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UFL makes its likely exit with Virginia winning title

UFL Championships AP

Who says Marty Schottenheimer can’t win the big one?

Schottenheimer’s Virginia Destroyers, in their first season of UFL football (actually, they’re the relocated Florida Tuskers), won the league’s championship game on Friday, 17-3 over the Las Vegas Locomotives.

Las Vegas had won the first two UFL titles.

Defensive back Aaron Rouse pulled a Rod Martin for the Destroyers, picking off three passes in a game played only 20 minutes from the high school he attended.  “From day one, when people said this league wouldn’t happen and this team wouldn’t happen, and through Hurricane Irene when we were out there in trailers,” Rouse said.  “We stuck together. Nobody complained.  And here we are.”

And there they go.

It would be a shock if the UFL plays in 2012.  Crippled by debt (and unpaid bills and wages, allegedly) and faced with the reality that the league can generate interest only on a local scale, the three-year experiment likely will be ending.

There will be hope that the NFL will buy the carcass, but what would the NFL be getting?  To be an effective minor league, the UFL needs at least eight teams.  Ideally, the NFL-owned UFL would set up shop in 32 non-NFL cities and act as an in-season source of game-ready players.

Then again, when the NFL already has a free farm system known as college football, there’s less of a need to operate a minor league at a loss.

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23 Responses to “UFL makes its likely exit with Virginia winning title”
  1. fin72 says: Oct 22, 2011 9:15 AM

    Good riddance.

  2. broncobillie says: Oct 22, 2011 9:26 AM

    Reminder: Marty Schottenheimer can coach. Probably better than several current NFL head coaches. How many would you say? I’d start with Sparano and Haley. Maybe Frazier, too…

  3. burm61 says: Oct 22, 2011 9:33 AM

    3 years ago they were suppose to take down the NFL… Glad that worked out

  4. dldove77 says: Oct 22, 2011 9:35 AM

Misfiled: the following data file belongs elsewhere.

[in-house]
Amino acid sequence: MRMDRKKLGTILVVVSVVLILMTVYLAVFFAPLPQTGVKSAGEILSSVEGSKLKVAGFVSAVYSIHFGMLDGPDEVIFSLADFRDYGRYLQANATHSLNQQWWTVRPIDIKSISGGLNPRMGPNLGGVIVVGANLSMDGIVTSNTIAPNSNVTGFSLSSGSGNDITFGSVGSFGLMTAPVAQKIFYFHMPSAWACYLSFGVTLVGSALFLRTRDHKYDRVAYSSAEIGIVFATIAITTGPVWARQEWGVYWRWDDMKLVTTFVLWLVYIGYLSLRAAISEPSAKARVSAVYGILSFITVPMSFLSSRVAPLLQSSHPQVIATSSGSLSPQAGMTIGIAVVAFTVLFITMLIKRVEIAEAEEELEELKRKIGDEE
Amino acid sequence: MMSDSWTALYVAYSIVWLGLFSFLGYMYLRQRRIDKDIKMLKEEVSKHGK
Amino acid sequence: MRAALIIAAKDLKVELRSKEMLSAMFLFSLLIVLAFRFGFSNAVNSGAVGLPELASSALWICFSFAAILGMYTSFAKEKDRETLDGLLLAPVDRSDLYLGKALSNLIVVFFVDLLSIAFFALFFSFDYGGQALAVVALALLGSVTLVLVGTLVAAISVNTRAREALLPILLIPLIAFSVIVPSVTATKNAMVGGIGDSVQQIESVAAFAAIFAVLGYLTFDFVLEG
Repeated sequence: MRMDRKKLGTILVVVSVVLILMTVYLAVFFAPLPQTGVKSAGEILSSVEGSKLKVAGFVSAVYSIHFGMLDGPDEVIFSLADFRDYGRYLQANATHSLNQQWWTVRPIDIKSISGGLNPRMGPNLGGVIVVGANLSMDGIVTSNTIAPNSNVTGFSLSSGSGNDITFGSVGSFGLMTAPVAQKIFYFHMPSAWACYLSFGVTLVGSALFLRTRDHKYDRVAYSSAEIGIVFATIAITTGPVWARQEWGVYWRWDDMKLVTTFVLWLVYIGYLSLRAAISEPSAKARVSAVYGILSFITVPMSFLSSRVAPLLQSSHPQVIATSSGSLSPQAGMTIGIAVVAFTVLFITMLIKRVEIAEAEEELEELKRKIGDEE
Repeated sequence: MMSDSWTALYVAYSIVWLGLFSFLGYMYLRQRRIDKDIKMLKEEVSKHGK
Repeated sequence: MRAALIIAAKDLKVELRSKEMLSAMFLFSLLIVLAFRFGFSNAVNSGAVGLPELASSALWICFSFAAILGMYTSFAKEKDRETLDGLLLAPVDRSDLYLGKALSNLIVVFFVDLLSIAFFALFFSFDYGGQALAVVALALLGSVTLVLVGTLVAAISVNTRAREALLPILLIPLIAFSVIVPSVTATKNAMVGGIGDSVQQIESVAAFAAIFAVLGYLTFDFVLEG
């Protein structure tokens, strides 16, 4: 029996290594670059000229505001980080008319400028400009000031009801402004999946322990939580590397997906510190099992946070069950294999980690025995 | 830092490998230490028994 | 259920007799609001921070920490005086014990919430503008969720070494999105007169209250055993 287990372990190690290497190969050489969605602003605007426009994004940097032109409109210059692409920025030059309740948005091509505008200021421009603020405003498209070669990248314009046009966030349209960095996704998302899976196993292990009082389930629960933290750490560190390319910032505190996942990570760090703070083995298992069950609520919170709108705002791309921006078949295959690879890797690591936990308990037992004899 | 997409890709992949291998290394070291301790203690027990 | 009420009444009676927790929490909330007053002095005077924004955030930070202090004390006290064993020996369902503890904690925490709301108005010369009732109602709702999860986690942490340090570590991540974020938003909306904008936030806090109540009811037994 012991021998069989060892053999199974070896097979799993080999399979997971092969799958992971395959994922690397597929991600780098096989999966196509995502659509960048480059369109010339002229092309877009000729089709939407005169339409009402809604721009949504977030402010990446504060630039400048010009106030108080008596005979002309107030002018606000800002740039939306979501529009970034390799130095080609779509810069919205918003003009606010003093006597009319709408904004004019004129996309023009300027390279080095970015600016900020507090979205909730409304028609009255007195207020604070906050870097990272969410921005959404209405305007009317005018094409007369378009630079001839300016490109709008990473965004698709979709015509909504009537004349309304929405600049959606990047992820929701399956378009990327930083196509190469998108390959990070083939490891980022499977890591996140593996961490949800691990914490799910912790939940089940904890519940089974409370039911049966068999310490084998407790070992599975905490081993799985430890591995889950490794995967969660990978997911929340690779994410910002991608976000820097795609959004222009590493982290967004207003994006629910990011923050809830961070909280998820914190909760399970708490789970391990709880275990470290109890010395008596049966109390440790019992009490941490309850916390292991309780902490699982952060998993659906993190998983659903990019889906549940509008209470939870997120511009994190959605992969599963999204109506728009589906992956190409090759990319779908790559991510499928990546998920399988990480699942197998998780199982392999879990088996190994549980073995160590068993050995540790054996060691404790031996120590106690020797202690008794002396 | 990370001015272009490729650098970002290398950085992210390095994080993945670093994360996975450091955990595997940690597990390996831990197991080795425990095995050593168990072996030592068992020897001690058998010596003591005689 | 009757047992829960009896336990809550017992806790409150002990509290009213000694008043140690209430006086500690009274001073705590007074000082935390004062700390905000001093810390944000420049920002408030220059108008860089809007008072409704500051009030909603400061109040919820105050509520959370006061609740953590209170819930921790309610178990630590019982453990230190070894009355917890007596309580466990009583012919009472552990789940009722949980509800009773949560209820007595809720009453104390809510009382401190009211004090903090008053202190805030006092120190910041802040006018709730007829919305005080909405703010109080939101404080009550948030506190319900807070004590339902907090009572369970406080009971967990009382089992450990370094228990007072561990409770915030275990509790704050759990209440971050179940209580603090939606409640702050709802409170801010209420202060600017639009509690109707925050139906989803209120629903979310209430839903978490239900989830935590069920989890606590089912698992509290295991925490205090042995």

The UFL would only work if the NFL bought it AND entertained the idea of relegation…which they will most likely never do. Fans in second-tier cities might buy into a team with the chance of one day rooting for that same team in the NFL. Since the NFL has really reached its max in terms of expansion, this could be a way to expand its brand to more US and Canadian cities without diluting the top-tier product. But NFL owners won’t go for it.

  5. edukator4 says: Oct 22, 2011 9:59 AM

    relegation would never work. who gets the first overall pick? the team coming in or the one going down. if its the one going down you may never see that guy in the nfl, as some teams could be relegated for decades, and how can teams get better if the pick goes to the one coming in? no free agents would ever sign with relegated teams. the nfl is not set up for relegation

  6. turbodog1027 says: Oct 22, 2011 10:07 AM

    Marty is better than prob a quarter of the head coaches in the NFL. Sparano and Caldwell are two that come quickly to mind

  7. derekjetersmansion says: Oct 22, 2011 10:15 AM

    Aaron Rouse? This league was like a Who’s Who of practice squadders and and dime CBs.

  8. steelhammer92 says: Oct 22, 2011 10:40 AM

    It was foolish for the UFL to attempt to compete with the NFL… You don’t do that when your competitor is at an all-time high in terms of popularity and revenue earning. You do it when your competitor is at its weakest. Maybe they were banking on the NFL not having a 2011 season. Either way dumb gamble and incredibly dumb timing.

  9. selldannysell says: Oct 22, 2011 10:42 AM

    I’d take the UFL over placing a team in London.

  10. pnthrz1 says: Oct 22, 2011 11:14 AM

    I live in the Va Bch area and watched the game on ComCast due to a prior commitment, otherwise, I would have gone. It’s not bad football for $20 a ticket.
    The Defenses were way ahead of the Offenses.
    The announcers were Jerry Glanville and someone else. Glanville was entertaining when the game wasn’t.